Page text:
The basic incidence rate (sometimes called just incidence) is a
measure of the frequency with which a disease occurs in a population over a period of time. The formula
for calculating an incidence rate is:
The numerator (x)
should include only new cases of the disease that occurred during the specified period.
should not include cases that occurred or were diagnosed earlier.
This is very important when working with chronic infectious diseases such as tuberculosis, malaria and HIV.
The denominator (y) is the population at risk.
This means that the people included in the denominator should be able to develop the disease in question during the time period covered. In practice, we usually use census data for the denominator.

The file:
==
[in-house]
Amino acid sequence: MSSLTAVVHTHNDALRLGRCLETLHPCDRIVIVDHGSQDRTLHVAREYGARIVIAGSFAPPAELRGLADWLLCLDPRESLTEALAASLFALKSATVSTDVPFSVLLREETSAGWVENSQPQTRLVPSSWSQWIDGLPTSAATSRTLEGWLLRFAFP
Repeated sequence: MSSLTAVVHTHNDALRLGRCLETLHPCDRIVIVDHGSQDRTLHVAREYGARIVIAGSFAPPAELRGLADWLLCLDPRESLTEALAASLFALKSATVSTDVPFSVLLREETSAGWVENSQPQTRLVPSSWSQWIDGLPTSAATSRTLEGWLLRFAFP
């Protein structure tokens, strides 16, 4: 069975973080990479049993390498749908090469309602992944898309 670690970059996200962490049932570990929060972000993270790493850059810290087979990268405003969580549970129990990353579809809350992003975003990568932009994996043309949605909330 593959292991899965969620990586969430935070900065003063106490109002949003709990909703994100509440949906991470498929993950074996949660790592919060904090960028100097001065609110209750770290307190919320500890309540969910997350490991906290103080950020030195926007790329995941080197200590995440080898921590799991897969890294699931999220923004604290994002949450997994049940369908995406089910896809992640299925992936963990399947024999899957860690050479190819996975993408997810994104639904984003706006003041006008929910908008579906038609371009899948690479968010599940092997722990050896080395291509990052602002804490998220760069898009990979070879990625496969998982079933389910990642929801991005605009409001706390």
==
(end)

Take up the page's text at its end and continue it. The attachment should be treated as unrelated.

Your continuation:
The denominator should also represent the population from which the cases in the numerator arose. The population may be defined by geographic area (e.g., St. Francois County) or by membership in a specific group (e.g., employee of Company X, student at School Y). If we are studying a specific group such as students in a school or residents in a long term care facility, we should use a census of that population for an exact denominator.